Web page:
April 4, 2018


DCI Tom Barnaby

by Caroline Graham 
288 pages, Headline

Review by Pat Black

True story: A few years ago, my then-girlfriend moved into a nice block of flats in a pretty market town.

She hadn’t yet got her parking permit for the site, but left her car in an unmarked open bay the night before moving in. She wanted to quickly double-check everything was in order on the itinerary – you know, no bodies sprawled in the lounge, no gold bullion packed into the cupboards, no ancient burial chambers lingering under the bed. This task took her about 10 minutes.

When she got back to her car, she found that someone had placed nails underneath the front tyres.

No parking permit, you see. Not the done thing, dear. If you should get a double puncture, crash and hurt yourself, why, that’d be your own bally fault, wouldn’t it?

Malice in pleasant, even twee settings is a staple of the English murder mystery, and Caroline Graham’s first Midsomer Murder is absolutely packed with it. The Killings At Badger’s Drift introduces us to DCI Barnaby and his sidekick, Troy, as they investigate the suspicious death of an elderly lady who was out looking for a rare bloom in the woods around the titular village.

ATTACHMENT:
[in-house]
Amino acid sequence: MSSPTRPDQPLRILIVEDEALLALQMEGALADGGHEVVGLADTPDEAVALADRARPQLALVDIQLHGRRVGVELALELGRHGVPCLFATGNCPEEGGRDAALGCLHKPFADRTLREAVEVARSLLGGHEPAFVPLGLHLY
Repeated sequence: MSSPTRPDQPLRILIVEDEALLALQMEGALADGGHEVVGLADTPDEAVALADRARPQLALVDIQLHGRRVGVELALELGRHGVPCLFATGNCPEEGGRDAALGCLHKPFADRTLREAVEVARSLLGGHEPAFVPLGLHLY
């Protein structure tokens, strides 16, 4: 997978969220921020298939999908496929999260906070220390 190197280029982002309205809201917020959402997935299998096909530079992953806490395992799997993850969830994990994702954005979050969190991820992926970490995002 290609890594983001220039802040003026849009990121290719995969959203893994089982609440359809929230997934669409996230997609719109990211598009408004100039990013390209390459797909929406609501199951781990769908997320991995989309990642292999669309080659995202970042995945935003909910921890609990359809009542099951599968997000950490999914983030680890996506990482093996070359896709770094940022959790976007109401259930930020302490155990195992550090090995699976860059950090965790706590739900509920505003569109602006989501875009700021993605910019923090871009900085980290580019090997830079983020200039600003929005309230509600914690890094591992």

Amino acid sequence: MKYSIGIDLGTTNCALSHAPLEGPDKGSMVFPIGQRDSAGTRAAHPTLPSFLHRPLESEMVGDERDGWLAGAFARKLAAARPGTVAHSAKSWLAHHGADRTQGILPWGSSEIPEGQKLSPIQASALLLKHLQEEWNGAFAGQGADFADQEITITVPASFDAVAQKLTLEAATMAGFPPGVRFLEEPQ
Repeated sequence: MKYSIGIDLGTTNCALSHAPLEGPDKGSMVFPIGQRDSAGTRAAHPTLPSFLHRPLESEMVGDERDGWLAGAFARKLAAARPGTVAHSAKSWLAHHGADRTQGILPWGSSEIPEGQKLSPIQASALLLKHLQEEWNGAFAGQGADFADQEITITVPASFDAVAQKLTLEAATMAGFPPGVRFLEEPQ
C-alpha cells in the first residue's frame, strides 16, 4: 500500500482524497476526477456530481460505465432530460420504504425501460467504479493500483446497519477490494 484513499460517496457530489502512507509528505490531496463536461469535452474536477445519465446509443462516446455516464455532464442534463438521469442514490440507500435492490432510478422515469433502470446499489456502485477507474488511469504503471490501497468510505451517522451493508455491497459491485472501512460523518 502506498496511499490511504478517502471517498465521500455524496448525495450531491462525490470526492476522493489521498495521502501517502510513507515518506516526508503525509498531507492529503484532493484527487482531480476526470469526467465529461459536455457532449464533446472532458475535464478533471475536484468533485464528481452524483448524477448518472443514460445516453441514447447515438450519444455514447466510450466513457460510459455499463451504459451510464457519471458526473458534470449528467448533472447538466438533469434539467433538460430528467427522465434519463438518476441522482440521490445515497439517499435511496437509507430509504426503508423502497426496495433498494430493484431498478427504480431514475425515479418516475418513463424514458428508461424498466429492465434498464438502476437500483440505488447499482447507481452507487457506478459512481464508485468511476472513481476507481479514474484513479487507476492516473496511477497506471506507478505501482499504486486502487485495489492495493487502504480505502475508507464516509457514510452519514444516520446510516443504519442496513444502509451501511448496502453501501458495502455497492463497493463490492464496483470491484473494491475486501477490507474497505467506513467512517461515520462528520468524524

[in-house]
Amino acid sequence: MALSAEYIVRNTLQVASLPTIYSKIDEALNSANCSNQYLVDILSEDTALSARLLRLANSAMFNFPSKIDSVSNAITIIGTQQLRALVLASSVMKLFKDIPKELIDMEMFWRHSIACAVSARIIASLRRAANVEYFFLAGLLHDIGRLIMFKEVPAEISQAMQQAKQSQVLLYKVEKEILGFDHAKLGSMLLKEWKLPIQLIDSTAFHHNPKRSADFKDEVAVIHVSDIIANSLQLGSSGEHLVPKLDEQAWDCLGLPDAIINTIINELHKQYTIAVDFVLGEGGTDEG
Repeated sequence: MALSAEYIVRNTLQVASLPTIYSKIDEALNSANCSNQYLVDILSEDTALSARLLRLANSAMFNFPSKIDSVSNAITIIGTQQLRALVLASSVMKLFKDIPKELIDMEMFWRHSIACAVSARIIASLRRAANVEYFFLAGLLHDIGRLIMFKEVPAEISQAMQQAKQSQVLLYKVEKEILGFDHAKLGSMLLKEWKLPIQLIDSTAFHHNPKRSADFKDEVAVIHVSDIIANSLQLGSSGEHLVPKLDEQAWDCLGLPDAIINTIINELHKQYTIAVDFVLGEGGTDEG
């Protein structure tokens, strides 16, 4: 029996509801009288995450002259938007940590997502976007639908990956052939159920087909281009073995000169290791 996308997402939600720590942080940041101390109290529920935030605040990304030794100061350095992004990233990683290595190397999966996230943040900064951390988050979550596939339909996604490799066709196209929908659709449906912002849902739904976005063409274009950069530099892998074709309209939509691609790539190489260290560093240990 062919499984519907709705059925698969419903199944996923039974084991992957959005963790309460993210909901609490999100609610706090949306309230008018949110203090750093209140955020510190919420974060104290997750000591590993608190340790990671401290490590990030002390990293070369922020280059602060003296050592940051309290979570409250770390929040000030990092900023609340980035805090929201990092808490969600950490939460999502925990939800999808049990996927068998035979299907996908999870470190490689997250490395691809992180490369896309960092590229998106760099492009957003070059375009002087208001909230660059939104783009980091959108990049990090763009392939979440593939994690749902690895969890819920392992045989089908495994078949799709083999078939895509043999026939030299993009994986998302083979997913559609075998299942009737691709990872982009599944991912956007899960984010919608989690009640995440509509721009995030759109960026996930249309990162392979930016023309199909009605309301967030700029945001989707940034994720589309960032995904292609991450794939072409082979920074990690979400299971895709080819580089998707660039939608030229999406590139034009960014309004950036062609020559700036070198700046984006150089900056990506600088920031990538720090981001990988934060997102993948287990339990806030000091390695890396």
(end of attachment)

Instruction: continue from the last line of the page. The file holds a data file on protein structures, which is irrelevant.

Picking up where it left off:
The lonely eccentric, Miss Simpson, stumbles upon something naughty in the great outdoors that the two participants would rather she hadn’t.

Barnaby’s initial suspicions are proven correct when the post-mortem shows that Miss Simpson was poisoned with hemlock.

We are introduced to a full cast of suspects, all with deep and sometimes deadly secrets. There’s a local rich bloke in a big house, preparing to marry a beautiful young woman far too hot for him; there’s a louche, snobby artist who lives in an unlocked cottage out in the woods; and there’s a bizarre mother-and-son duo who creep everyone out. Could the late Miss Simpson’s friend, Miss Bellringer, a competitor over botanical curiosities, have anything to do with it? And what about the death of the disabled aristocrat’s previous wife, shot dead in a hunting accident?

It’s all connected of course, in an engaging puzzle beautifully designed to catch out people who don’t pay close attention, like me.

The story wasn’t quite as cosy as the initial murder leads you to believe. While death by hemlock is very Golden Age, there’s a subsequent murder that’s much more Video Nasty. If I was Barnaby I’d have checked Jason Voorhees’ movements on the day of the killing.